About $250,000 in unspent funds from Riverhead Town’s $707,000 sale of the Suffolk Theatre in 2005 could be used to build a synthetic ice skating rink in downtown Riverhead, Supervisor Sean Walter said Thursday.
The town also could get a $100,000 county grant for use on the rink project, he said.
The Riverhead Business Improvement District has proposed the rink on a location that’s in the riverfront parking lot near the unnamed road between Riverhead Diner and the former West Marine site.
Councilman George Gabrielsen had told the Town Board on Aug. 2 that the rink would initially be built without a roof. Ray Pickersgill, the president of the BID management association, estimated that the cost of the rink without the roof would be about $200,000, half of which would come from the grant.
But at a BID meeting last week, the management association said it felt the roof should be included, as the structure could also be used as a concert pavilion when it’s not used for skating.
The exact cost of the project with the roof has yet to be determined but will likely be in the $400,000 range, according to Martin Sendlewski, the BIDMA’s vice president as well as an architect who is working on the project. He said he is donating his services in designing the rink and pavilion.
Mr. Walter said the bulk of the money from the sale of the Suffolk Theatre was “swept” out of a capital account and used to offset taxes, but $250,000 was left. Town finance administrator Bill Rothaar had asked him Thursday morning, “just two minutes” before the town went into its work session, if he wanted to have that money put in a reserve fund, to which the supervisor agreed.
Mr. Walter said that during the work session discussion on the rink, “I changed my mind “ and got the idea to possibly apply that money toward the rink project.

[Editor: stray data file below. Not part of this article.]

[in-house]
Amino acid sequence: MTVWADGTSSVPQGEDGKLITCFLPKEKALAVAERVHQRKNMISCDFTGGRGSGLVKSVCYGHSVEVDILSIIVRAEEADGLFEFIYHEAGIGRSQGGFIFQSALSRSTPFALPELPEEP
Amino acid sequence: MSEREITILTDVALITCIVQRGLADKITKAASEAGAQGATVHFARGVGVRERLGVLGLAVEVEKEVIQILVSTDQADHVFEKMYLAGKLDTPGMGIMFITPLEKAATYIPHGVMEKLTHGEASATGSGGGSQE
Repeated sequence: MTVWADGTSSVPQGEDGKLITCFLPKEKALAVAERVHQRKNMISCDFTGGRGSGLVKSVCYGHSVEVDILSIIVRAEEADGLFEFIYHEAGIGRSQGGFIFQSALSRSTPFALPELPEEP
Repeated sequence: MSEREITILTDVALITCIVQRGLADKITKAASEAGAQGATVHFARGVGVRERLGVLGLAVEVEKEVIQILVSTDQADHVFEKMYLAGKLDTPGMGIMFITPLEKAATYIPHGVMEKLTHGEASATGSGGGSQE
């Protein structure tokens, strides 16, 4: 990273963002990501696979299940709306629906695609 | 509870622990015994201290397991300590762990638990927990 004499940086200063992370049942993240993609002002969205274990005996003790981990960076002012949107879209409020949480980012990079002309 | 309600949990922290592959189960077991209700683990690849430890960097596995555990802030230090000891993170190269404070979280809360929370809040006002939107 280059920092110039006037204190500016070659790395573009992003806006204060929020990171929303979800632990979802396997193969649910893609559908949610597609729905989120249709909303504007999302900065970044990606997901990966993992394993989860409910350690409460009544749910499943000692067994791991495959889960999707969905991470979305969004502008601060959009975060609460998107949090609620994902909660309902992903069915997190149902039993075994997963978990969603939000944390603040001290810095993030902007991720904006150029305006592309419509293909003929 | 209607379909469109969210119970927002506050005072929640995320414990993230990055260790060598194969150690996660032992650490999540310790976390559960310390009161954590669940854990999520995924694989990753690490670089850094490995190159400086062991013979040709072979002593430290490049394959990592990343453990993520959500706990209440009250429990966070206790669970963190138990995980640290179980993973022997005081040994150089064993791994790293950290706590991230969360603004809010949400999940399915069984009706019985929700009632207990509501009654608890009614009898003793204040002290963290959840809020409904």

The town still hasn’t officially received the $100,000 grant, which would come from the Suffolk County Downtown Revitalization program, and would be allocated toward the rink.
A resolution to authorize Mr. Walter to sign a contract for that grant was tabled at Tuesday’s Town Board meeting, so the board could discuss the project at Thursday’s work session before making a decision to move forward with the grant.
Mr. Pickersgill said he hopes to also obtain corporate sponsorships to pay for part of the rink construction, and he added that there is the possibility of obtaining another $100,000 grant for the project.
The BID will seeks bids on the cost of the project, and Mr. Sendlewski suggested the BID seek separate bids for the pavilion, the synthetic ice, and for the foundation and construction costs.
The BID initially planned a much larger rink proposal that would measure 65 feet by 100 feet, and would have required the comfort station behind the former Swezey’s store to be relocated. They have since reduced the size to about 50 feet by 80 feet, Mr. Sendlewski said.
That size facility would be able to accommodate about 60 skaters at one time as well as about 300 people if a concert were held there, Mr. Sendlewski said.
Mr. Gabrielsen said he doesn’t think the proposed rink is big enough but other Town Board members liked its proposed size.
Councilwoman Jodi Giglio suggested the town bond the cost of the facility rather than trying to pay for it with “cash” the town has on hand.
Mr. Walter and Councilman Jim Wooten opposed that idea. Mr. Walter said the town’s bond rating would be negatively impacted by bonding the project because the town already will have to pay off a lot of debt from its landfill in the next few years.